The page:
The SAGE Handbook for Research in Education stimulates and encourages students, faculty, and educational practitioners, including individuals in education, government, and the private sector who conduct applied and policy-oriented educational research, to place the pursuit of ideas at the epicentre of their research-from framing meaningful problems to identifying and addressing key challenges to the reporting and dissemination of their findings.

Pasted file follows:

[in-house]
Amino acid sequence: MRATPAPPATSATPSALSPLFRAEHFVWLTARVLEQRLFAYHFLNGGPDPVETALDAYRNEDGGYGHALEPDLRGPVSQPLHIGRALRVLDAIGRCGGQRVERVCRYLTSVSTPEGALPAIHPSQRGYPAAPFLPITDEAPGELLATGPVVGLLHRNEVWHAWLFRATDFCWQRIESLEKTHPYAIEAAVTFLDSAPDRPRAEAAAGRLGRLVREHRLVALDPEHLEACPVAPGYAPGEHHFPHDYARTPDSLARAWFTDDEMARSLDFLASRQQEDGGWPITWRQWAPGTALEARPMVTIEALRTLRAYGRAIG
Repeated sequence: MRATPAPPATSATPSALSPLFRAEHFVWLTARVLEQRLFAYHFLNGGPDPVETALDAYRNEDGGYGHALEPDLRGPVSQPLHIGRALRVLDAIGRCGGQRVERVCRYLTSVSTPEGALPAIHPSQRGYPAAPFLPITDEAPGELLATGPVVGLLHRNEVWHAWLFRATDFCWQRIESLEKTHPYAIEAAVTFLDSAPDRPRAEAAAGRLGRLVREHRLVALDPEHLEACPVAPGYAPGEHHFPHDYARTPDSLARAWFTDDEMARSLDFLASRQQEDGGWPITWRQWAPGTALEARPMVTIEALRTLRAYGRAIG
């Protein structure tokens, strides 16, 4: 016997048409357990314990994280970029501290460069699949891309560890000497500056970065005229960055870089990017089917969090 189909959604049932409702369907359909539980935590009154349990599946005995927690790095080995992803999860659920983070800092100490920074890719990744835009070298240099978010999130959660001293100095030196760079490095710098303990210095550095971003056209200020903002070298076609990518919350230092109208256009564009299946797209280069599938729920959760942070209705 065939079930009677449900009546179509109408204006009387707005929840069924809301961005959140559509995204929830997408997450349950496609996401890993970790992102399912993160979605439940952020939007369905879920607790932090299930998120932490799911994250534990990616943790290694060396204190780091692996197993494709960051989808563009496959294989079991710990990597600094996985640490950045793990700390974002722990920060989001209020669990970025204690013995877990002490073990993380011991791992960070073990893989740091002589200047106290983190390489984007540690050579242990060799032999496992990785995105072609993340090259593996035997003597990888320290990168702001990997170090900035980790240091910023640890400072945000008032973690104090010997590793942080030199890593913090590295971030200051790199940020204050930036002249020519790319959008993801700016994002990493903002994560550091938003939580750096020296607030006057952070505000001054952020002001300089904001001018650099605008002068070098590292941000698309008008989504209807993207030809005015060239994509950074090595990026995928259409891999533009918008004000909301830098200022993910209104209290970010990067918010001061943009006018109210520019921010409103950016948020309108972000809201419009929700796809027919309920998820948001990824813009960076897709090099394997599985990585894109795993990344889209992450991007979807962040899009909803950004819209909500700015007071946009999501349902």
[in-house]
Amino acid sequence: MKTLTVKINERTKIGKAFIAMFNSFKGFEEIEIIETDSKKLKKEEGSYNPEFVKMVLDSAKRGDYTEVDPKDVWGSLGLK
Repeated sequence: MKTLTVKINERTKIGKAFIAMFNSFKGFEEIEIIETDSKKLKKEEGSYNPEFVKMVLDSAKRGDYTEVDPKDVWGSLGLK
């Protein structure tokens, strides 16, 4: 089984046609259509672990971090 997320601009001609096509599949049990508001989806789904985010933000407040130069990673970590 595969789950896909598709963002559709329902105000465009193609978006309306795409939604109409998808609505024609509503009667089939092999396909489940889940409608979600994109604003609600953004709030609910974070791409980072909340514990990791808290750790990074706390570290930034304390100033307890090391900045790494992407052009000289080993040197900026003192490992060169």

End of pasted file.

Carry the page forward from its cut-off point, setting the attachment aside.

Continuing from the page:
Section Four: Challenges in Preparing for Inquiry
The opening chapter in Section Four plays on themes of “light” and “shadow” in education research. In Chapter 20, John Bean keys on a simple but relentless tension: In our quest for “truth” and knowledge, we make decisions that result in the artificial and immediate bounding of possible answers. Each of the chapters in this section systematically examines many of these key decisions and their implications for the conduct of exemplary research in education.
Our core interests as education researchers are often informed by our disciplinary orientations that, in turn, powerfully influence how we see and define problems, collect and analyze data, and turn findings into conclusions. Disciplines are defined by the theories that create an ...